By Halida P. Widyastuti, PhD, INFID Research Fellow
Let me start with a rather perplexing statement. When I read the MUI reports on findings on the use of trypsin of porcine origins in the AstraZeneca COVID-19 vaccine, I admit there is some confusion on my part when the MUI insisted that the vaccine contained porcine trypsin while AstraZeneca affirmed that their vaccine contained “no material of human or animal origin are used in the growth medium or feed (including no materials manufactured with animal-derived material)” (COVID-19 Vaccine Astra Zeneca Public Assessment Report, pg. 17.)
So, I went and did some research of my own. I read the COVID-19 Vaccine Astra Zeneca Public Assessment Report1 submitted to the European Medicines Agency (EMA), which is also one of the documents referenced by the MUI in its own report. Unfortunately, I couldn’t find the WHO dossier that was sent to BPOM (also referenced in the MUI report). Curiously, I found no reference and no mention of “trypsin”, “porcine trypsin” or any of the tables the MUI report referenced in the document submitted to EMA (Table 2 and Table 3).
However, I did find a reference on how the vaccine was made and harvested from the host. AstraZeneca claimed that the harvesting process (page 16) involves a detergent-based cell lysis, which is just a fancy way of saying harvesting the cell’s contents by destroying the cell membrane, then treating the cell’s contents with nucleases (enzymes that degrade the host cell’s DNA, but not the DNA that will be used as the vaccine) then clarified using depth filtration and then downstream processing to further purify and concentrate the vaccine. Here, Trypsin was not mentioned at all. Perhaps because the harvest process described previously negates the use of trypsin that is usually needed to detach cells from the petri dish. And if trypsin was used at all, it is in the process of passaging and maintaining the cell line they used to produce the virus seed.
Next, I looked up the use of T-REx™️-293 Cell Line, which is the cell line used to produce this recombinant adenovirus2 .This virus is a genetically modified version of a cell line that we use often in laboratories to produce proteins or expression vectors due to its efficiency in producing them. This T-REx™️-293 cell line is propagated using normal culture media and under normal culture conditions. One of the necessary items to maintain this culture is Trypsin which is required to detach cells from the petri dish if the researcher wants to move the cells to a bigger dish or harvest the cells to do some experiments on them.
On the manufacturer’s protocol, Trypsin-EDTA was listed as “Required item not supplied”. But the manufacturers wrote it as “Trypsin EDTA or other trypsin solution”, which means the user would have freedom of choice as to which type of Trypsin they utilize for this process, be it one sourced from an animal such as porcine trypsin or the synthetic version. The screenshot provided by MUI’s report is of the “Related Materials” section of the protocol, located at the end of the product manual which only listed Trypsin-EDTA3. This seems misleading to me as it gives the impression that this cell line can only be maintained using Trypsin-EDTA, while in reality Trypsin-EDTA or other trypsin solution would suffice. Since AstraZeneca never specified what type of Trypsin they use to maintain the T-REx™️-293 cell line, one cannot firmly say that what they used was Trypsin-EDTA (the trypsin variant of porcine origin) and not one of the many trypsin replacement enzymes that have been developed and are free of animal components.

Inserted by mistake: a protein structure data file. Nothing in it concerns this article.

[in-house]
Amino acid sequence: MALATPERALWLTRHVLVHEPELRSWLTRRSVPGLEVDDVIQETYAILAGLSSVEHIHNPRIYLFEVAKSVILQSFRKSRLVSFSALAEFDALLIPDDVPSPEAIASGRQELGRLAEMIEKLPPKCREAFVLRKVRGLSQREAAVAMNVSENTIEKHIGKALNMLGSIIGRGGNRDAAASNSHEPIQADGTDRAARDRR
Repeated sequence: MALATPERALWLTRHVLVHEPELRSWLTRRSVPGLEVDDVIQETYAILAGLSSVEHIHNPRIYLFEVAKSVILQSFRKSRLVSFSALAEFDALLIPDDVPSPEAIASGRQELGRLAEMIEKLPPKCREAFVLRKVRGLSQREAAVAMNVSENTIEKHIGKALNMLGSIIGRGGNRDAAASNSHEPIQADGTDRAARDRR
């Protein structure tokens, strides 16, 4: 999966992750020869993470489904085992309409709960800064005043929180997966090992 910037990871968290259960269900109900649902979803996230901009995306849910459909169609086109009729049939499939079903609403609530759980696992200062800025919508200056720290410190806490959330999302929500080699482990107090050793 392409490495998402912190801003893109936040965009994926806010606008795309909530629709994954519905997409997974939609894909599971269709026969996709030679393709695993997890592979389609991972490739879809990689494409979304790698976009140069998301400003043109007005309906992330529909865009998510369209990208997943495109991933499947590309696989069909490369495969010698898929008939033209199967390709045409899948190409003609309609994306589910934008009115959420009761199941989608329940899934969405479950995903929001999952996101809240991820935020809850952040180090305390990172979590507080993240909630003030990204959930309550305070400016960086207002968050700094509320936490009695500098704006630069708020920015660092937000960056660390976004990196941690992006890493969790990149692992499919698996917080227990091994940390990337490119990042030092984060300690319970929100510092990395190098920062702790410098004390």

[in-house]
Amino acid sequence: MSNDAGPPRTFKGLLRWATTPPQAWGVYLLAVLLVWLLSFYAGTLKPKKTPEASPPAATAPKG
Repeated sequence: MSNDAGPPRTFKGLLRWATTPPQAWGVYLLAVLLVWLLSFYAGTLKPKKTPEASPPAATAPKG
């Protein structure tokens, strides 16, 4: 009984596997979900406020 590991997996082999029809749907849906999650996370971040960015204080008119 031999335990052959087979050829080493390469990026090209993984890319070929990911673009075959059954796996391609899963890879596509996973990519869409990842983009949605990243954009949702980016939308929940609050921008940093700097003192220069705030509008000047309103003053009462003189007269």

Biologics nowadays are required to be manufactured in accordance to current good manufacturing practices (cGMP)4. One of the tenets of cGMP is that materials that are destined for use in the human body (i.e drugs, vaccines, saline solution, vitamins) need to be sterile and free of animal components (xeno-free) or components derived from another species to avoid any adverse reactions by the immune system. As such, there have been many xeno-free reagents or synthetic reagents that have been developed to support this cGMP requirement to replace the conventional use of animal-derived reagents and enzymes. Reagents with animal components in them are usually only used during the research stage (because they’re cheaper) and would not be used during any of the manufacturing process.
Even someone like me, who is a novice drug developer, know to avoid any reagents that have animal components during the manufacturing process, and if need be during the initial process development steps. Therefore, I’m quite sure that a multibillion-dollar company like AstraZeneca would know better than to use reagents containing animal products in their final manufacturing process. Or if they do, the initial step of trypsin usage is very far from the final product that has went several rounds of filtration and purification that the impurities are filtered out of the final product that is ready to be injected to the patients.
Drawing from the evidence gleaned so far, I remain unconvinced by MUI’s claims that trypsin of a porcine origin was used in the manufacturing process. Perhaps more data will be forthcoming in the upcoming days, but for now I remain unconvinced as I’m unable to verify MUI’s assertion using the submitted dossier to the EMA.